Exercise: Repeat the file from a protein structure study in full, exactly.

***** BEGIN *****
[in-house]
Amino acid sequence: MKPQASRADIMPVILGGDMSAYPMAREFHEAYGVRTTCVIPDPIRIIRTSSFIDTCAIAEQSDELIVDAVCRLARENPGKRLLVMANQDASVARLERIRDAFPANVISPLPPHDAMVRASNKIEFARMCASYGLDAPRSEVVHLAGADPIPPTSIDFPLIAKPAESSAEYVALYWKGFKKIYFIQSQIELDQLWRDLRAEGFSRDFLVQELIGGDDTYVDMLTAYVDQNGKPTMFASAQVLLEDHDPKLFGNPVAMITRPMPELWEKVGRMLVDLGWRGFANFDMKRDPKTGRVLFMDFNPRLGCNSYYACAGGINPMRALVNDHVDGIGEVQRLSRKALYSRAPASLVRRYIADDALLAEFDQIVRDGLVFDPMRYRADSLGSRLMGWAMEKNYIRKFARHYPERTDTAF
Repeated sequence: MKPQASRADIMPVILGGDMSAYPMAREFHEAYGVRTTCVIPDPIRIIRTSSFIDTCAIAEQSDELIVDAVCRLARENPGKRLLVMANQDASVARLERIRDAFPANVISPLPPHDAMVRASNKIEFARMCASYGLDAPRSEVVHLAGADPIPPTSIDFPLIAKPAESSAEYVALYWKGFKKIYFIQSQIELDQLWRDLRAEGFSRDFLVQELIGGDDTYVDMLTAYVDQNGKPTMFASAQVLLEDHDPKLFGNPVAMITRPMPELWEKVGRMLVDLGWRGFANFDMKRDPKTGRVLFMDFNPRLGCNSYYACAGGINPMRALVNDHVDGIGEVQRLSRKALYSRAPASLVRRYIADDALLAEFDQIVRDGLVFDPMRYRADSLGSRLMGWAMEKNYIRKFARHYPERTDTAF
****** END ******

[in-house]
Amino acid sequence: MKPQASRADIMPVILGGDMSAYPMAREFHEAYGVRTTCVIPDPIRIIRTSSFIDTCAIAEQSDELIVDAVCRLARENPGKRLLVMANQDASVARLERIRDAFPANVISPLPPHDAMVRASNKIEFARMCASYGLDAPRSEVVHLAGADPIPPTSIDFPLIAKPAESSAEYVALYWKGFKKIYFIQSQIELDQLWRDLRAEGFSRDFLVQELIGGDDTYVDMLTAYVDQNGKPTMFASAQVLLEDHDPKLFGNPVAMITRPMPELWEKVGRMLVDLGWRGFANFDMKRDPKTGRVLFMDFNPRLGCNSYYACAGGINPMRALVNDHVDGIGEVQRLSRKALYSRAPASLVRRYIADDALLAEFDQIVRDGLVFDPMRYRADSLGSRLMGWAMEKNYIRKFARHYPERTDTAF
Repeated sequence: MKPQASRADIMPVILGGDMSAYPMAREFHEAYGVRTTCVIPDPIRIIRTSSFIDTCAIAEQSDELIVDAVCRLARENPGKRLLVMANQDASVARLERIRDAFPANVISPLPPHDAMVRASNKIEFARMCASYGLDAPRSEVVHLAGADPIPPTSIDFPLIAKPAESSAEYVALYWKGFKKIYFIQSQIELDQLWRDLRAEGFSRDFLVQELIGGDDTYVDMLTAYVDQNGKPTMFASAQVLLEDHDPKLFGNPVAMITRPMPELWEKVGRMLVDLGWRGFANFDMKRDPKTGRVLFMDFNPRLGCNSYYACAGGINPMRALVNDHVDGIGEVQRLSRKALYSRAPASLVRRYIADDALLAEFDQIVRDGLVFDPMRYRADSLGSRLMGWAMEKNYIRKFARHYPERTDTAF